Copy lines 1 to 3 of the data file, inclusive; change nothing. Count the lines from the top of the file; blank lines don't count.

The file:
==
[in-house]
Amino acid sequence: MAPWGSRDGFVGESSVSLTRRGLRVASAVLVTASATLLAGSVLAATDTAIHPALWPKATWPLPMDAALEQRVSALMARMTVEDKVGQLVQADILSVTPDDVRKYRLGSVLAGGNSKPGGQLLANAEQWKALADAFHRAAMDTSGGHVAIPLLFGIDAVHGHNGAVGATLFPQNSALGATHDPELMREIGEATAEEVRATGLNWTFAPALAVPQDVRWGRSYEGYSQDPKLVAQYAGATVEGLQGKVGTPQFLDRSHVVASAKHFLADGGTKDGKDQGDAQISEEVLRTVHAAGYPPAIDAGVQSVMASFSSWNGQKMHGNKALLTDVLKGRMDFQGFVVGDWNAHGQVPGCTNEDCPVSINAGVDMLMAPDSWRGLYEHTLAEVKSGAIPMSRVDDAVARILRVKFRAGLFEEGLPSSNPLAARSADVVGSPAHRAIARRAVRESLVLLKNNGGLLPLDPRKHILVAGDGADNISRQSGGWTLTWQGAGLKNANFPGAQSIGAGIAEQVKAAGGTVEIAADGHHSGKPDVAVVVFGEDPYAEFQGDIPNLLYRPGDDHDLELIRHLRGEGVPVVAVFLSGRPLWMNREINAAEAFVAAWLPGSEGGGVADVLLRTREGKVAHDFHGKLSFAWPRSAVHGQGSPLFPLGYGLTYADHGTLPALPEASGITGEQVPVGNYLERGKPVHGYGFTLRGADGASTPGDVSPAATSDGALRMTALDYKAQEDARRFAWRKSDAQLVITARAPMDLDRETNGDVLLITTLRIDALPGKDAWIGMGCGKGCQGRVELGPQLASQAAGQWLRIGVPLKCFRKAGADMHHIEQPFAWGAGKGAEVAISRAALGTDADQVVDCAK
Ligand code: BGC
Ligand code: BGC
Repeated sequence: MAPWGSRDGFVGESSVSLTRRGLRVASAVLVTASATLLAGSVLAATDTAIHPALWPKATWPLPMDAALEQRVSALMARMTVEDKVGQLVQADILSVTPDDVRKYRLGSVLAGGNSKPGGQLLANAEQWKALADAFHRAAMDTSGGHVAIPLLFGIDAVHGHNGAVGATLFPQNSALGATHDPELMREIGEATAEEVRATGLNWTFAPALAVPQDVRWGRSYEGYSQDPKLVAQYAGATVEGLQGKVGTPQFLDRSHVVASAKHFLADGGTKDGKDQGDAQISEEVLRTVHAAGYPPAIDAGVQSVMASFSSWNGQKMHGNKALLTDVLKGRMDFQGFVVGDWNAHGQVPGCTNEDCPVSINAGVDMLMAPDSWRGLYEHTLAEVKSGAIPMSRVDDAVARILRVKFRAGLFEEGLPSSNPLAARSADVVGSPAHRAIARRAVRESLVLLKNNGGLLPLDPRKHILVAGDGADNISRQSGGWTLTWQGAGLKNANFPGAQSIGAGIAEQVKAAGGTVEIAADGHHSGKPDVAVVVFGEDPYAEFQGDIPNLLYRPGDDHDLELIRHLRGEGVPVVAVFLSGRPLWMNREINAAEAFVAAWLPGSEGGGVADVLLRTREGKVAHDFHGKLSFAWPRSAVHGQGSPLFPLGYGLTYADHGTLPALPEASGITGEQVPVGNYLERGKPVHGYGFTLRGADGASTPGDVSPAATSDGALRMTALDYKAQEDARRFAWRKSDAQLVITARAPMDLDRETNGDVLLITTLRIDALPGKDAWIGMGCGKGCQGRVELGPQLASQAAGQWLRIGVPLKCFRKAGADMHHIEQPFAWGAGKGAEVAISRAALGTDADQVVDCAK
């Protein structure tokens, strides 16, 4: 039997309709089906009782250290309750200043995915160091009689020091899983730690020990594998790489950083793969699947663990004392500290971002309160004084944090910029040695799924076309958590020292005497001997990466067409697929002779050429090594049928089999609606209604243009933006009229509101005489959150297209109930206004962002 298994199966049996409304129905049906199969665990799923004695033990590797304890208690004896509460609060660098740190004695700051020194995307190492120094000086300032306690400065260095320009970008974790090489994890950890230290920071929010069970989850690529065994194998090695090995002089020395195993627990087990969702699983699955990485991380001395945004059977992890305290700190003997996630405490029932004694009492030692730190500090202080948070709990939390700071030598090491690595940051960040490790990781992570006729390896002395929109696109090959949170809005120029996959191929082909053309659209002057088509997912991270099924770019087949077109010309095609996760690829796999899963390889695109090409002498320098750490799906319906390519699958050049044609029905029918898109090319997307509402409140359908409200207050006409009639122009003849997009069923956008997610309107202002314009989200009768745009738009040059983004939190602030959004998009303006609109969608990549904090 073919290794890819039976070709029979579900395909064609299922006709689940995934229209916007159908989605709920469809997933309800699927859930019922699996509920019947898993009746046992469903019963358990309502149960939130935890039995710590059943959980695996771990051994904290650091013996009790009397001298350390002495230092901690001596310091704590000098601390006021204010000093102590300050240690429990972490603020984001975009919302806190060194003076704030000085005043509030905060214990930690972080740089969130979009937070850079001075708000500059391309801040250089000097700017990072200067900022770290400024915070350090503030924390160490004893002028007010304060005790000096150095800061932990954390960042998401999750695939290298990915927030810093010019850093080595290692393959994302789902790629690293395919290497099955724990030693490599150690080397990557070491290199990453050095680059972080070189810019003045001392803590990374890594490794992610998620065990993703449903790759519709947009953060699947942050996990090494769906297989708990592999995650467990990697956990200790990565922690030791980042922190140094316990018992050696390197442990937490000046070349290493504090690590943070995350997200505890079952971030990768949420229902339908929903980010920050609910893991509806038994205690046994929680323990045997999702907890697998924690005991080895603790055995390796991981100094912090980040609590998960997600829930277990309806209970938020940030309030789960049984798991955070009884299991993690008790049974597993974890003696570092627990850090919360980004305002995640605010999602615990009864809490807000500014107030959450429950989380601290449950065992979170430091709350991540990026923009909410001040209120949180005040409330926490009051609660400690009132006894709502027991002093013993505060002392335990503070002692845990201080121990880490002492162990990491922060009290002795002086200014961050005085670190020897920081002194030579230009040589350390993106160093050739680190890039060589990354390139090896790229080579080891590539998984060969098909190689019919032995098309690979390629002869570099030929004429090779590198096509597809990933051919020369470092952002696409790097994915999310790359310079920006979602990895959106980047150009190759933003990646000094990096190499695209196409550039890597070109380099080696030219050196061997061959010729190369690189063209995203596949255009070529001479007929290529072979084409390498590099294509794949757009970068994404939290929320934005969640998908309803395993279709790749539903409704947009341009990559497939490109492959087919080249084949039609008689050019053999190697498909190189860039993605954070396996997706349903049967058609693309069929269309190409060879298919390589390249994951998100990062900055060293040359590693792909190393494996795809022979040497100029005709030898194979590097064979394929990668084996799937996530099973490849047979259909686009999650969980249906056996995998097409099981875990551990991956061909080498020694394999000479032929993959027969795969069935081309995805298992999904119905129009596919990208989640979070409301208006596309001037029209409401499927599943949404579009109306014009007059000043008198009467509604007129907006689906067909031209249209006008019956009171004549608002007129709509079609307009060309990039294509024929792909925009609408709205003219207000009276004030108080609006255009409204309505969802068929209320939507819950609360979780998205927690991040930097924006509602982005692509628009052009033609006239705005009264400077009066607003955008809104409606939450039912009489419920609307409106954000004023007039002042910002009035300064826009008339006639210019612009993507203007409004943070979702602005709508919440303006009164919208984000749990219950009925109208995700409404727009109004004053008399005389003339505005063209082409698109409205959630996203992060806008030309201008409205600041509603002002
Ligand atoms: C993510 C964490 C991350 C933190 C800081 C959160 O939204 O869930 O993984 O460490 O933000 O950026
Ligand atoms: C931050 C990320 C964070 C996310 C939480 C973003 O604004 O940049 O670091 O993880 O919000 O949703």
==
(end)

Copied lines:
[in-house]
Amino acid sequence: MAPWGSRDGFVGESSVSLTRRGLRVASAVLVTASATLLAGSVLAATDTAIHPALWPKATWPLPMDAALEQRVSALMARMTVEDKVGQLVQADILSVTPDDVRKYRLGSVLAGGNSKPGGQLLANAEQWKALADAFHRAAMDTSGGHVAIPLLFGIDAVHGHNGAVGATLFPQNSALGATHDPELMREIGEATAEEVRATGLNWTFAPALAVPQDVRWGRSYEGYSQDPKLVAQYAGATVEGLQGKVGTPQFLDRSHVVASAKHFLADGGTKDGKDQGDAQISEEVLRTVHAAGYPPAIDAGVQSVMASFSSWNGQKMHGNKALLTDVLKGRMDFQGFVVGDWNAHGQVPGCTNEDCPVSINAGVDMLMAPDSWRGLYEHTLAEVKSGAIPMSRVDDAVARILRVKFRAGLFEEGLPSSNPLAARSADVVGSPAHRAIARRAVRESLVLLKNNGGLLPLDPRKHILVAGDGADNISRQSGGWTLTWQGAGLKNANFPGAQSIGAGIAEQVKAAGGTVEIAADGHHSGKPDVAVVVFGEDPYAEFQGDIPNLLYRPGDDHDLELIRHLRGEGVPVVAVFLSGRPLWMNREINAAEAFVAAWLPGSEGGGVADVLLRTREGKVAHDFHGKLSFAWPRSAVHGQGSPLFPLGYGLTYADHGTLPALPEASGITGEQVPVGNYLERGKPVHGYGFTLRGADGASTPGDVSPAATSDGALRMTALDYKAQEDARRFAWRKSDAQLVITARAPMDLDRETNGDVLLITTLRIDALPGKDAWIGMGCGKGCQGRVELGPQLASQAAGQWLRIGVPLKCFRKAGADMHHIEQPFAWGAGKGAEVAISRAALGTDADQVVDCAK
Ligand code: BGC